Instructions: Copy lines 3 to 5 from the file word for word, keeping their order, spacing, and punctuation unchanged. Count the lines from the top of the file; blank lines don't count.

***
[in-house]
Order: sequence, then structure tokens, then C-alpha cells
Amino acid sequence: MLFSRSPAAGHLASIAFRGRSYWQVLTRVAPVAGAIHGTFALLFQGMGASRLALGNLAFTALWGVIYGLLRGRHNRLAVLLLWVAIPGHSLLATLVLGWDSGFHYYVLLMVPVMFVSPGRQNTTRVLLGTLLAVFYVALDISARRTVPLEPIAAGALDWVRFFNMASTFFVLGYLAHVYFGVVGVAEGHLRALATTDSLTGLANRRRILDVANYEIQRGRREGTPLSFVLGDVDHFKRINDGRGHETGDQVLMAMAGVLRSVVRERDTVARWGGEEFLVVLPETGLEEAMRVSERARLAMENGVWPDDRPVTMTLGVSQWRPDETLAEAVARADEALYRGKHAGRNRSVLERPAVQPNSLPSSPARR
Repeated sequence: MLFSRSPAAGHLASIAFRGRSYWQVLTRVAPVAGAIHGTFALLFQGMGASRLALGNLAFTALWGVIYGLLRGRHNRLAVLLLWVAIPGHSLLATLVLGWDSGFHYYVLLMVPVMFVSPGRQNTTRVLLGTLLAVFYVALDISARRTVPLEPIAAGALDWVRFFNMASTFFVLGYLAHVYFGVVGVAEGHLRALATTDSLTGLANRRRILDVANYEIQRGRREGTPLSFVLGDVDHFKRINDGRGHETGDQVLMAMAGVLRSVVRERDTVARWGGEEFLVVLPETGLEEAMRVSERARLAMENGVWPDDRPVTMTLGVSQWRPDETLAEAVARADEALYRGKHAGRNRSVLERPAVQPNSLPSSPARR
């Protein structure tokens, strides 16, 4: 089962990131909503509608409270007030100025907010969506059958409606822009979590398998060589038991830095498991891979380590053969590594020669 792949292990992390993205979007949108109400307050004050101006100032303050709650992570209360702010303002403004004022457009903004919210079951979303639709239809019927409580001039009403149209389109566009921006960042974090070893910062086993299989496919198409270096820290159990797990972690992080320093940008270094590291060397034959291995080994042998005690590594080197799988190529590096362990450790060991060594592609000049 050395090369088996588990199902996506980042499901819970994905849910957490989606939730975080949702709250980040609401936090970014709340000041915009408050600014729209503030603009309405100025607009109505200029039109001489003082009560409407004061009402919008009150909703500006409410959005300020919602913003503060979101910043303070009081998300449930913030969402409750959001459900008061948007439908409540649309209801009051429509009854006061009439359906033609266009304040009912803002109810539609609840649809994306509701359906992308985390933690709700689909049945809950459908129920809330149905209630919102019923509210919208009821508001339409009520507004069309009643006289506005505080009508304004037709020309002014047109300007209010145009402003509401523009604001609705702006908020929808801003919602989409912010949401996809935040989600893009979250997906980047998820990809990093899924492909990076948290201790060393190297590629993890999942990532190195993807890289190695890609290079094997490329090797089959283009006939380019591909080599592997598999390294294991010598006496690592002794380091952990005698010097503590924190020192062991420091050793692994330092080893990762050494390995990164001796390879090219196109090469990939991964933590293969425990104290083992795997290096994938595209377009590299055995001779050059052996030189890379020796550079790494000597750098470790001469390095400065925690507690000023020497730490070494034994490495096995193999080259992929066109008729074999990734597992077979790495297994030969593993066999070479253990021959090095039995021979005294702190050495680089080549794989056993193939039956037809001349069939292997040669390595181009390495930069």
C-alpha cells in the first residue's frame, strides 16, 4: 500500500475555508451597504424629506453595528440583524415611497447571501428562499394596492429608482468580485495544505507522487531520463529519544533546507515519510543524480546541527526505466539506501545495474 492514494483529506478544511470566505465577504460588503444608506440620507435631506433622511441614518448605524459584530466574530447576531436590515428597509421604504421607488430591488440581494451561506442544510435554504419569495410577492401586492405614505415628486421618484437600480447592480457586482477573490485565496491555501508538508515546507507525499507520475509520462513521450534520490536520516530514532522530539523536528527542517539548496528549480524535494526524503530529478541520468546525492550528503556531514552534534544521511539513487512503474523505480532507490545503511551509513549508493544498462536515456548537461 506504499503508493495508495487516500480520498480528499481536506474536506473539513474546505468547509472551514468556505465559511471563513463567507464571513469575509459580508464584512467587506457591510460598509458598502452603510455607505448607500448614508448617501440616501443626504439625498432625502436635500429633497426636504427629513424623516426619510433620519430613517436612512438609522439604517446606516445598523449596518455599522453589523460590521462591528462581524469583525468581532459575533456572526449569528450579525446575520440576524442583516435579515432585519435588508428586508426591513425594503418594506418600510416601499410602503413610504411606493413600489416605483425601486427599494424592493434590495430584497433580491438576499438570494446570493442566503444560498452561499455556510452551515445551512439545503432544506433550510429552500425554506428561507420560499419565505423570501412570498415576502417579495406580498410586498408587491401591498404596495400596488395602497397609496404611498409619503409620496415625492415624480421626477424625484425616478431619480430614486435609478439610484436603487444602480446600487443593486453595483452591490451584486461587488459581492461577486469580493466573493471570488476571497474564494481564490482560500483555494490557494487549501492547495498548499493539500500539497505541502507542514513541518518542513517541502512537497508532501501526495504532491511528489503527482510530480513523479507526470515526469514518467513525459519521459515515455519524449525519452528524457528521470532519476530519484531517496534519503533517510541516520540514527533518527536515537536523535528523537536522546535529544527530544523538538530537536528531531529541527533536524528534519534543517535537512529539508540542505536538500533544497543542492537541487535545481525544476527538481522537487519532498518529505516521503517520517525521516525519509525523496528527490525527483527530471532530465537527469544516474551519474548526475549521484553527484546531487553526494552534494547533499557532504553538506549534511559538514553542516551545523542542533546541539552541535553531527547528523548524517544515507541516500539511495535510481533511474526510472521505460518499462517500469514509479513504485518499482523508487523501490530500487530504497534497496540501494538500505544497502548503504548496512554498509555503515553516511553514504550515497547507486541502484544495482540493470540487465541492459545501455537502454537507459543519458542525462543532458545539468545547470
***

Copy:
Amino acid sequence: MLFSRSPAAGHLASIAFRGRSYWQVLTRVAPVAGAIHGTFALLFQGMGASRLALGNLAFTALWGVIYGLLRGRHNRLAVLLLWVAIPGHSLLATLVLGWDSGFHYYVLLMVPVMFVSPGRQNTTRVLLGTLLAVFYVALDISARRTVPLEPIAAGALDWVRFFNMASTFFVLGYLAHVYFGVVGVAEGHLRALATTDSLTGLANRRRILDVANYEIQRGRREGTPLSFVLGDVDHFKRINDGRGHETGDQVLMAMAGVLRSVVRERDTVARWGGEEFLVVLPETGLEEAMRVSERARLAMENGVWPDDRPVTMTLGVSQWRPDETLAEAVARADEALYRGKHAGRNRSVLERPAVQPNSLPSSPARR
Repeated sequence: MLFSRSPAAGHLASIAFRGRSYWQVLTRVAPVAGAIHGTFALLFQGMGASRLALGNLAFTALWGVIYGLLRGRHNRLAVLLLWVAIPGHSLLATLVLGWDSGFHYYVLLMVPVMFVSPGRQNTTRVLLGTLLAVFYVALDISARRTVPLEPIAAGALDWVRFFNMASTFFVLGYLAHVYFGVVGVAEGHLRALATTDSLTGLANRRRILDVANYEIQRGRREGTPLSFVLGDVDHFKRINDGRGHETGDQVLMAMAGVLRSVVRERDTVARWGGEEFLVVLPETGLEEAMRVSERARLAMENGVWPDDRPVTMTLGVSQWRPDETLAEAVARADEALYRGKHAGRNRSVLERPAVQPNSLPSSPARR
């Protein structure tokens, strides 16, 4: 089962990131909503509608409270007030100025907010969506059958409606822009979590398998060589038991830095498991891979380590053969590594020669 792949292990992390993205979007949108109400307050004050101006100032303050709650992570209360702010303002403004004022457009903004919210079951979303639709239809019927409580001039009403149209389109566009921006960042974090070893910062086993299989496919198409270096820290159990797990972690992080320093940008270094590291060397034959291995080994042998005690590594080197799988190529590096362990450790060991060594592609000049 050395090369088996588990199902996506980042499901819970994905849910957490989606939730975080949702709250980040609401936090970014709340000041915009408050600014729209503030603009309405100025607009109505200029039109001489003082009560409407004061009402919008009150909703500006409410959005300020919602913003503060979101910043303070009081998300449930913030969402409750959001459900008061948007439908409540649309209801009051429509009854006061009439359906033609266009304040009912803002109810539609609840649809994306509701359906992308985390933690709700689909049945809950459908129920809330149905209630919102019923509210919208009821508001339409009520507004069309009643006289506005505080009508304004037709020309002014047109300007209010145009402003509401523009604001609705702006908020929808801003919602989409912010949401996809935040989600893009979250997906980047998820990809990093899924492909990076948290201790060393190297590629993890999942990532190195993807890289190695890609290079094997490329090797089959283009006939380019591909080599592997598999390294294991010598006496690592002794380091952990005698010097503590924190020192062991420091050793692994330092080893990762050494390995990164001796390879090219196109090469990939991964933590293969425990104290083992795997290096994938595209377009590299055995001779050059052996030189890379020796550079790494000597750098470790001469390095400065925690507690000023020497730490070494034994490495096995193999080259992929066109008729074999990734597992077979790495297994030969593993066999070479253990021959090095039995021979005294702190050495680089080549794989056993193939039956037809001349069939292997040669390595181009390495930069």